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It has two major shortcomings: first, by using "seeing" it restricts imitation to the visual domain and excludes, e.g., vocal imitation and, second, it would also include mechanisms such as priming, contagious behavior and social facilitation, which most scientist distinguish as separate forms of observational learning.
Thorpe suggested defining imitation as "the copying of a novel or otherwise improbable act or utterance, or some act for which there is clearly no instinctive tendency." This definition is favored by many scholars, though questions have been raised how strictly the term "novel" has to be interpreted and how exactly a performed act has to match the demonstration to count as a copy.
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Human brain studies using FMRI (Functional magnetic resonance imaging) revealed a network of regions in the inferior frontal cortex and inferior parietal cortex which are typically activated during imitation tasks. Ramachandran argues that the evolution of mirror neurons were important in the human acquisition of complex skills such as language and believes the discovery of mirror neurons to be a most important advance in neuroscience.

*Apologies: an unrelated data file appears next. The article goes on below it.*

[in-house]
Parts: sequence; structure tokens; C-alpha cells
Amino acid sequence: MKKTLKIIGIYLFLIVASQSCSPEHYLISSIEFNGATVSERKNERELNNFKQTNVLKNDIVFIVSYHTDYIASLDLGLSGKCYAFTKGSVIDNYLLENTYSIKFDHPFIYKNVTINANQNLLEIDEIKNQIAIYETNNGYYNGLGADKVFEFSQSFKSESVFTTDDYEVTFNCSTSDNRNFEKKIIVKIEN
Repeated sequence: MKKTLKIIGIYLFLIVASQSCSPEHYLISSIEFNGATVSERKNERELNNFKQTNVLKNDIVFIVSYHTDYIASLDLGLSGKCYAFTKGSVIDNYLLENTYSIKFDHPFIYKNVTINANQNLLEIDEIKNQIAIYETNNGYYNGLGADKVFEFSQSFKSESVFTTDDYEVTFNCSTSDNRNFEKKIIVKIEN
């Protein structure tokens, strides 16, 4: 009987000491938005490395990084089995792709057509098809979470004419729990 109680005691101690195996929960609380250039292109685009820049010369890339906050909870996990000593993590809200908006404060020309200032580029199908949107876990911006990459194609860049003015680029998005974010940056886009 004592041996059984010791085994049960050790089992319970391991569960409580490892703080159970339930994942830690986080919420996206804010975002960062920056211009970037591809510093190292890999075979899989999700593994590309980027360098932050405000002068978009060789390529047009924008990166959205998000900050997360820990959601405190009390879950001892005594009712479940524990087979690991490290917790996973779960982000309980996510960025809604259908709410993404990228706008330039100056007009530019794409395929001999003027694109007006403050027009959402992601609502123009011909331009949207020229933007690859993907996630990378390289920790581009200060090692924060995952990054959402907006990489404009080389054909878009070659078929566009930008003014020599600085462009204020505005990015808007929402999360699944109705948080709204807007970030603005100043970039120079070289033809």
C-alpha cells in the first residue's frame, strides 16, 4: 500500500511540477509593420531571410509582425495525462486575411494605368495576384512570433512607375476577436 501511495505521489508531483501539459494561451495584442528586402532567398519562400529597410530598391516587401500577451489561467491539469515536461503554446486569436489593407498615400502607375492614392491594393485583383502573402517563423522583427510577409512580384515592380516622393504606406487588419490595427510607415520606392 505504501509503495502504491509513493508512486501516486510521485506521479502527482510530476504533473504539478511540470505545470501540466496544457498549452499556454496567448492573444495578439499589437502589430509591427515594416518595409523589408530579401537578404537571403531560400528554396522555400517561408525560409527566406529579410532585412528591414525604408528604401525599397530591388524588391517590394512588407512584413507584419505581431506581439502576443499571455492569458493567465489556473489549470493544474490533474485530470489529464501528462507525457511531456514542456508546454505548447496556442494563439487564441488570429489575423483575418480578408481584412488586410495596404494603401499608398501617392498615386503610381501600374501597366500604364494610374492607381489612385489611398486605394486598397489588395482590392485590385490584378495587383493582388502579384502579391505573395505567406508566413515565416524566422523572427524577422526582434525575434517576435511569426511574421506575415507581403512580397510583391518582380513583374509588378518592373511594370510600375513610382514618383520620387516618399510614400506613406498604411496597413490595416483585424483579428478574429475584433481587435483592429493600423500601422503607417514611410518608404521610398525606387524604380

He was the one who coined the term "apraxia" and differentiated between ideational and ideomotor apraxia.In this basic and wider frame of classical neurological knowledge the discovery of the mirror neuron has to be seen.Though mirror neurons were first discovered in macaques, their discovery also relates to humans.We are capable of imitating movements, actions, skills, behaviors, gestures, pantomimes, mimics, vocalizations, sounds, speech, etc.and that we have particular "imitation systems" in the brain is old neurological knowledge dating back to Hugo Karl Liepmann.